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Read this eerily accurate 1999 prediction of the iPhone and the death of privacy

Read this eerily accurate 1999 prediction of the iPhone and the death of privacy
[Photo: Carl Berkeley/Wikimedia Commons]

Is there anything Star Trek writers can’t predict?

Eight years before the first iPhone was released in 2007, science fiction writer David Gerrold was asked to write a column on the future of computing for a now-defunct magazine called Sm@rt Reseller. His description sounds eerily similar to the device we now all carry around in our pockets, with Gerrold speculating that, within the next few years, a portable “box” would come along and serve as a TV, a camera, calculator, pocket organizer, and “beeper” all rolled into one. He also predicted that this magical box would have speech-recognition capabilities, letting it carry out tasks in much the same way that digital assistants like Siri actually do.

“It will be a box less than an inch thick and smaller than a deck of cards. (The size will be determined by what’s convenient to hold, not by the technology inside.) The box will have a high-res color screen, a microphone, a plug for a headset or earphones, a camera lens, wireless connectivity, a cellphone and beeper functions, a television and radio receiver, a digital recorder, and it will have enough processing power and memory to function as a desktop system.”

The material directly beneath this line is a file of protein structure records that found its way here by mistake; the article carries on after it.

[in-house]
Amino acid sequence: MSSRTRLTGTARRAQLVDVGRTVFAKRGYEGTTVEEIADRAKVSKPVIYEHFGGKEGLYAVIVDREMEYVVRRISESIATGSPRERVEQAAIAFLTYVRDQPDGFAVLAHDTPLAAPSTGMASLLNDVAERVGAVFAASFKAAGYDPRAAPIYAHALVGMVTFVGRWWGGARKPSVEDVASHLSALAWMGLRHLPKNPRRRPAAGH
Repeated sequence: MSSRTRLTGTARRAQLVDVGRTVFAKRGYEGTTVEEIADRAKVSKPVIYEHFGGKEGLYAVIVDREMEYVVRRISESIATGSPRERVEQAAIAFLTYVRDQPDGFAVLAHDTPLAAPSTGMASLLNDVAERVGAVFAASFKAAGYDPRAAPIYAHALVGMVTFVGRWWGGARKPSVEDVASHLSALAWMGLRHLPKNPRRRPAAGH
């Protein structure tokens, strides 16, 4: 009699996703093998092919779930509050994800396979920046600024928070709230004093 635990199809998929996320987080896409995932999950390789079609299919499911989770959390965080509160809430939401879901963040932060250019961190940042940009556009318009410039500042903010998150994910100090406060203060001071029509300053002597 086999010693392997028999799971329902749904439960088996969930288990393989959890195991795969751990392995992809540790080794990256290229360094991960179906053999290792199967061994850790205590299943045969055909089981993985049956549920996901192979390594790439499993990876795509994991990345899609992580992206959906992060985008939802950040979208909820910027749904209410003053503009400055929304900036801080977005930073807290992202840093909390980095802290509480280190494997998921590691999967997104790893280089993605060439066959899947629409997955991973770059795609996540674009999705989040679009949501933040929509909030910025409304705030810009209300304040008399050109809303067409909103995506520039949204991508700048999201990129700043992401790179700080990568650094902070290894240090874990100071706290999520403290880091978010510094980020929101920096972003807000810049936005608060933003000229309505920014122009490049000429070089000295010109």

The article recently resurfaced on Twitter courtesy of Esther Schindler, a former editor of the magazine who says she asked Gerrold to pen the piece. Gerrold is an award-winning sci-fi author who–amazingly–also happened to write the classic “Trouble With Tribbles” episode of the original Star Trek series.

Perhaps more impressive than Gerrold’s technical prediction was his foresight into how smartphones would affect our lives and psyches. He nails it with the kicker:

“I call this device a Personal Information Telecommunications Agent, or Pita for short. The acronym also can stand for Pain In The Ass, which it is equally likely to be, because having all that connectivity is going to destroy what’s left of everyone’s privacy.”

I’d say beam me out of here now, but it sounds like I’m 18 years too late.

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